“Thousands of Afghans have been killed or injured by US forces since the invasion, but the victims and their families have little chance of redress. The US military justice system almost always fails to hold its soldiers accountable for unlawful killings and other abuses,” said Richard Bennett, Amnesty International’s Asia Pacific Director.

    “None of the cases that we looked into – involving more than 140 civilian deaths – were prosecuted by the US military. Evidence of possible war crimes and unlawful killings has seemingly been ignored.”

    April 03, 2014

    Posted at 0001hrs GMT 4 April 2014

    The modest human rights gains made over the past 12 years in Afghanistan are increasingly under threat with a resurgence of violence and women’s rights being degraded again, Amnesty International said today in an assessment of the rights record of President Hamid Karzai’s administration.

    Ahead of the presidential elections on 5 April, Amnesty International has published a scorecard that assesses the government’s performance on six key human rights issues since Karzai first assumed power in 2001.

    “Afghans will head to the polls on Saturday with the threat of violence hanging over them, but have shown they will not be intimidated. The Taliban’s promises to kill voters and election workers are beneath contempt – the authorities must make sure that polling stations and voters receive the protection they need,” said Horia Mosadiq, Amnesty International’s Afghanistan Researcher.

    March 06, 2014

    Presidential candidates must champion, not sideline, human rights, Amnesty International said today in an agenda for change aimed at candidates campaigning ahead of the 5 April vote.

    “There have been undeniable human rights improvements in Afghanistan over the past decade, but the situation is still bleak for millions across the country. Conflict-related violations and appalling levels of violence against women and girls are just two of the issues that must top the agenda for the next administration,” said Horia Mosadiq, Amnesty International’s Afghanistan Researcher.

    “Candidates cannot afford to treat human rights as a second-string issue. Any more trading away of rights in Afghanistan for short-term gain will move the country backwards rather than forwards after 2014,”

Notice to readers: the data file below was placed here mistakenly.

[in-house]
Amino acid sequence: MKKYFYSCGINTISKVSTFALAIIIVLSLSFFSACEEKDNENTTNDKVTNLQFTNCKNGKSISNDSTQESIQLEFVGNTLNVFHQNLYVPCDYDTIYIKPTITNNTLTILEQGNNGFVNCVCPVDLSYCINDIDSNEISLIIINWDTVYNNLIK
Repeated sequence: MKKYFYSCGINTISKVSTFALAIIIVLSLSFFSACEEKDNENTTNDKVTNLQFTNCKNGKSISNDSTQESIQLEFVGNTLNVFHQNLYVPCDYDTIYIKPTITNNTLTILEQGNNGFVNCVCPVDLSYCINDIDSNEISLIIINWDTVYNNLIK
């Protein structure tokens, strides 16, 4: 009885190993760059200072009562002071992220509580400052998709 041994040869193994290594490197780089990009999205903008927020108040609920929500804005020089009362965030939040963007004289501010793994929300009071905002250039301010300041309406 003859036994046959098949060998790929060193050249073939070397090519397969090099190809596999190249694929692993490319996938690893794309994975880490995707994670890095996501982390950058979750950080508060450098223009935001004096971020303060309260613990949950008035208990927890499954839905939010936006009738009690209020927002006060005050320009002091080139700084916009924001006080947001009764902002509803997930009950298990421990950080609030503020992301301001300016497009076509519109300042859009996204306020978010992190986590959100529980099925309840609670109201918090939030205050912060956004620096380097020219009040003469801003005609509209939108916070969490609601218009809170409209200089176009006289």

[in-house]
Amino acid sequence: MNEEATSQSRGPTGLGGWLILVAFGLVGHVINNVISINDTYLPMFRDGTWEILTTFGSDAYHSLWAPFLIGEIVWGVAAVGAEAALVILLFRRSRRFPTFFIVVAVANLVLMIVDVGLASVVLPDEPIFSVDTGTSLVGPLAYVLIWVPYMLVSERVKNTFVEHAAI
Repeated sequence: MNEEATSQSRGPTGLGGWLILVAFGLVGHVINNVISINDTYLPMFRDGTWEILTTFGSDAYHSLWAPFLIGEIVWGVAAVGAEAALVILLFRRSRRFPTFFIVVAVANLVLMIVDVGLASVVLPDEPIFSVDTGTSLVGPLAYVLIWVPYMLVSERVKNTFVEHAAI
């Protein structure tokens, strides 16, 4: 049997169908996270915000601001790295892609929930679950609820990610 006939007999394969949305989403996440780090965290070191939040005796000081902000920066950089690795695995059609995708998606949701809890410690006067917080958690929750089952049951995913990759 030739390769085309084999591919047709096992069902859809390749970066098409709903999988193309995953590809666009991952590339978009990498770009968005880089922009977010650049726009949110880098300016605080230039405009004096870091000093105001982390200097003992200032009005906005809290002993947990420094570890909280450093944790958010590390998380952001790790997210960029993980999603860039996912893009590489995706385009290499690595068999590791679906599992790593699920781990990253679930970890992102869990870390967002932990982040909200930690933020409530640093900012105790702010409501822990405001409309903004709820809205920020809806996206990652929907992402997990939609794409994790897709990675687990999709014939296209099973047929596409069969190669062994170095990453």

Almost complete impunity for past human rights abuses and war crimes persists in Afghanistan. Many of those now running for president or vice-president are facing serious allegations of complicity in such crimes.

    February 17, 2014

    Amnesty International commended President Hamid Karzai’s decision not to sign the draft Criminal Procedure Code, which would have denied justice to victims of rape, domestic violence and under-aged and forced marriage. The law was a threat to progress made on women's human rights, and the President’s veto is welcome.  
     
    The draft code passed by the Afghan parliament last month included a new provision which would have prohibited relatives of the accused from testifying in criminal cases. With most cases of gender-based violence taking place in the family, this would have made successful prosecutions nearly impossible.
     
    “This is an important step against retrograde legislation that would have let rapists and perpetrators of domestic violence off the hook,” said Horia Mosadiq, Afghanistan Researcher at Amnesty International. 
     

    February 10, 2014

    Afghanistan’s new policy to help more than 600,000 internally displaced people, many of whom live on the brink of starvation and in cramped makeshift dwellings, is a milestone, said Amnesty International. However, the organization warns that it will only succeed with sustained political and financial backing.

    The Afghan government is expected to launch on 11 February its new national policy aimed at meeting the urgent human rights and humanitarian needs of the internally displaced persons (IDPs), more than 100,000 of whom have fled conflict in 2013 alone.

    “Increased protection for Afghanistan’s displaced, many of whom live in desperate conditions, has been a long time coming. We applaud the government for finally pushing this crucial policy through,” said Horia Mosadiq, Amnesty International’s Afghanistan Researcher.